Pre-Game Chatter: How do you react when you hear negative talk about someone you know? Under what circumstances would you spread that talk to others?
The Torah tells us that idolatry is a serious enough accusation to inform the authorities — but punishment is not automatic:
The Pitch: “[If] you have been informed or have learned of [someone worshipping another god], then you shall make a thorough inquiry. If it is true, the fact is established, that abhorrent thing was perpetrated in Israel, you shall take the man or the woman who did that wicked thing out to the public place, and you shall stone them, man or woman, to death.” – Deuteronomy 17:4-5
Swing #1: “Deuteronomy’s rhetoric demonstrates a confidence in the ability of courts to ascertain the truth in criminal cases and identify the guilty party. … Deuteronomy does not provide a legal standard of evidence, such as ‘beyond a reasonable doubt.’ Instead, one must investigate until the truth is uncovered.” – Chaya T. Halberstam, Law & Truth in Biblical and Rabbinic Literature
Swing #2: “Most passages in the Torah do not make a point of saying ‘a man or a woman,’ but use either adam (‘human being’) or ish (which can mean ‘person’ as well as ‘man’). In the penalty for idol worship, however, both sexes are specifically stated, as if to emphasize women. Why was this done? ‘Because of light-mindedness, the woman can be enticed to witchcraft by signs and wonders done before her,’ Nachmanides asserts.” – Judith S. Antonelli, In the Image of God: A Feminist Commentary on the Torah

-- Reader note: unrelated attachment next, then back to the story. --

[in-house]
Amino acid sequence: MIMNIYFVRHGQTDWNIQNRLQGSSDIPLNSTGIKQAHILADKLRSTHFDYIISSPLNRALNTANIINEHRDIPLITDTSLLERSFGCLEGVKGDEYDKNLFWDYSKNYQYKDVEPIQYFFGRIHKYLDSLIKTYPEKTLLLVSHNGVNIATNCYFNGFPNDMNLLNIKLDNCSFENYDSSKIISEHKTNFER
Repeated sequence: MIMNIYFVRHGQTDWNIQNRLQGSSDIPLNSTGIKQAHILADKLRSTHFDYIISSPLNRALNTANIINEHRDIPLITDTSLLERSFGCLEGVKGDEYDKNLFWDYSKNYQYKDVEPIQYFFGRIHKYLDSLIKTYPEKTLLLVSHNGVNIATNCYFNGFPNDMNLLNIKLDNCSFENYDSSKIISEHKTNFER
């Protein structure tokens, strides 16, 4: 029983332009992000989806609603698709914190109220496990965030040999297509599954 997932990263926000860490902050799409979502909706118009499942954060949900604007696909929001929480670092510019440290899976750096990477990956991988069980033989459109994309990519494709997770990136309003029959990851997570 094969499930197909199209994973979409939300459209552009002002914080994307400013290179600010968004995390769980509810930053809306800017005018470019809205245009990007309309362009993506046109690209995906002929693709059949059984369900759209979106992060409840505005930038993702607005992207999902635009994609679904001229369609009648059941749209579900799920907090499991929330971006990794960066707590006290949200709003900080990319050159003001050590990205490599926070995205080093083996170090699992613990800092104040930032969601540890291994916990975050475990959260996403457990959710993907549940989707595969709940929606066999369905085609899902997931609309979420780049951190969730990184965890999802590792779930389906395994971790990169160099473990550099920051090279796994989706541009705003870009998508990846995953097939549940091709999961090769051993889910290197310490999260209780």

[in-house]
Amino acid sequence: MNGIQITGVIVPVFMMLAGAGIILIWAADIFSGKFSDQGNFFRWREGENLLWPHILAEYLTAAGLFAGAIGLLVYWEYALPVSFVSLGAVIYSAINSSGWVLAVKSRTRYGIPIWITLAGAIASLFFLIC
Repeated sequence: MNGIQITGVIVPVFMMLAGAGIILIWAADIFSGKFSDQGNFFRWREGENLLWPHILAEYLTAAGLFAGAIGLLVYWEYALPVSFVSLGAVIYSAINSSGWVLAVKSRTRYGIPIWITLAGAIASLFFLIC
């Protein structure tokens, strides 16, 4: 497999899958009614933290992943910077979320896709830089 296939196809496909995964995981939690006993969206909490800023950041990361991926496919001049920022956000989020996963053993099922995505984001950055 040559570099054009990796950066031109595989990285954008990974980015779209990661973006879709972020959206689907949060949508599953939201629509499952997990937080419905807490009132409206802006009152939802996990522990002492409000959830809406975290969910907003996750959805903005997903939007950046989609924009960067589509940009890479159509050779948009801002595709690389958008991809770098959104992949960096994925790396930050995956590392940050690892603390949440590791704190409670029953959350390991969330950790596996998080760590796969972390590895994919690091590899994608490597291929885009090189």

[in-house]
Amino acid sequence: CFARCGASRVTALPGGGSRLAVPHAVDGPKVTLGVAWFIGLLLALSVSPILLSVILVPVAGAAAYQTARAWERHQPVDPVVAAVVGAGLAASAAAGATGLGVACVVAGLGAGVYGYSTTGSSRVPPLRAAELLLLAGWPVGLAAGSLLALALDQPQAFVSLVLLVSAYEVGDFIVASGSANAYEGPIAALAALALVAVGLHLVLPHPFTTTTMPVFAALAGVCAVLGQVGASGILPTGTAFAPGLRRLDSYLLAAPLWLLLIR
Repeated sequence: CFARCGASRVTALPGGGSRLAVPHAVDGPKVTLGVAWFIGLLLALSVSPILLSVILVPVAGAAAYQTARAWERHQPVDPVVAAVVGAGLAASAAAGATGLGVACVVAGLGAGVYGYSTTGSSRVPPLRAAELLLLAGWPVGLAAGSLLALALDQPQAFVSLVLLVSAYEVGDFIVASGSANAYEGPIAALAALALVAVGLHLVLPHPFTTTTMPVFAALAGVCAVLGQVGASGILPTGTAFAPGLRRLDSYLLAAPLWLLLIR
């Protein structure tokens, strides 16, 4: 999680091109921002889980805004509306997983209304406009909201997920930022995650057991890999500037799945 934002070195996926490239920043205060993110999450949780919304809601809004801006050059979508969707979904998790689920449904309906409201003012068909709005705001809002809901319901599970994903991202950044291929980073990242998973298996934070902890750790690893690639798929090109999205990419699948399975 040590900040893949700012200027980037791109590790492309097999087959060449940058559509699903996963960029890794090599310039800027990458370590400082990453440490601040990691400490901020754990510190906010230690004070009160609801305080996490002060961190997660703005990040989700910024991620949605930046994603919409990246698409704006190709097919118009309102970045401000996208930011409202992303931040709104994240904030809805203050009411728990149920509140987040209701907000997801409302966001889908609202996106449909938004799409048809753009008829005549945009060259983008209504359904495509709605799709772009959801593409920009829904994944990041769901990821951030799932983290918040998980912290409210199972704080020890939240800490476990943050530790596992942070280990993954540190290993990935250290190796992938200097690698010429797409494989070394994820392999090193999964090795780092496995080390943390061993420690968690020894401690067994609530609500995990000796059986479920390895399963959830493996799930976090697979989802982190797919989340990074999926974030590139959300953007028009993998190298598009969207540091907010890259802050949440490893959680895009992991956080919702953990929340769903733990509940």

Swing #3: “[If he is a man, they stone just] him, without his clothes, but [if the condemned party is a woman, they stone] her with her clothing.” – BT Sanhedrin 45a
Late-Inning Questions: How do our commentators describe both fairness and unfairness in ancient Israelite justice? Has our society progressed in terms of judicial fairness, or have we only changed our judicial methods? Why is it so difficult for justice to be achieved?
On-Deck at Temple Beth Tzedek: Pursuant to the recommendation of the TBT reopening task force, we are, on a trial basis, augmenting our Livestream Shabbat services with an in-person minyan for Friday night, August 28th; Saturday morning September 5th; and Friday/Saturday, September 11th-12th, by reservation only, for up to a maximum of fifteen family units (no more than 20-25 people) wearing masks and maintaining a distance of twelve feet. Please see the Temple website for further details.
The Big Inning at the End: Speaking of justice, we’re now a dozen years into the new rules punishing players for using performance-enhancing drugs. Do you get the sense that these rules have deterred steroid use, or are players simply better at getting away with using?
Shabbat Shalom, and stay safe!